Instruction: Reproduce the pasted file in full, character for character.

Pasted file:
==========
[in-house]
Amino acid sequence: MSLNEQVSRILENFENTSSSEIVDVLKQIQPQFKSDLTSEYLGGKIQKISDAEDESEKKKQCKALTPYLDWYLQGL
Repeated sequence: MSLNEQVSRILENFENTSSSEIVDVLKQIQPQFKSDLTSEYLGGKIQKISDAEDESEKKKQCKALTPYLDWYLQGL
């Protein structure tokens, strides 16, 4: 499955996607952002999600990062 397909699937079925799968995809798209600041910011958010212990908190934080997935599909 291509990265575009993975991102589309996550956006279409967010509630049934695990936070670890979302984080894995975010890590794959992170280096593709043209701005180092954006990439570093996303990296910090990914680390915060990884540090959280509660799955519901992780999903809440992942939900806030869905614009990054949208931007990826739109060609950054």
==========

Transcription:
[in-house]
Amino acid sequence: MSLNEQVSRILENFENTSSSEIVDVLKQIQPQFKSDLTSEYLGGKIQKISDAEDESEKKKQCKALTPYLDWYLQGL
Repeated sequence: MSLNEQVSRILENFENTSSSEIVDVLKQIQPQFKSDLTSEYLGGKIQKISDAEDESEKKKQCKALTPYLDWYLQGL
């Protein structure tokens, strides 16, 4: 499955996607952002999600990062 397909699937079925799968995809798209600041910011958010212990908190934080997935599909 291509990265575009993975991102589309996550956006279409967010509630049934695990936070670890979302984080894995975010890590794959992170280096593709043209701005180092954006990439570093996303990296910090990914680390915060990884540090959280509660799955519901992780999903809440992942939900806030869905614009990054949208931007990826739109060609950054």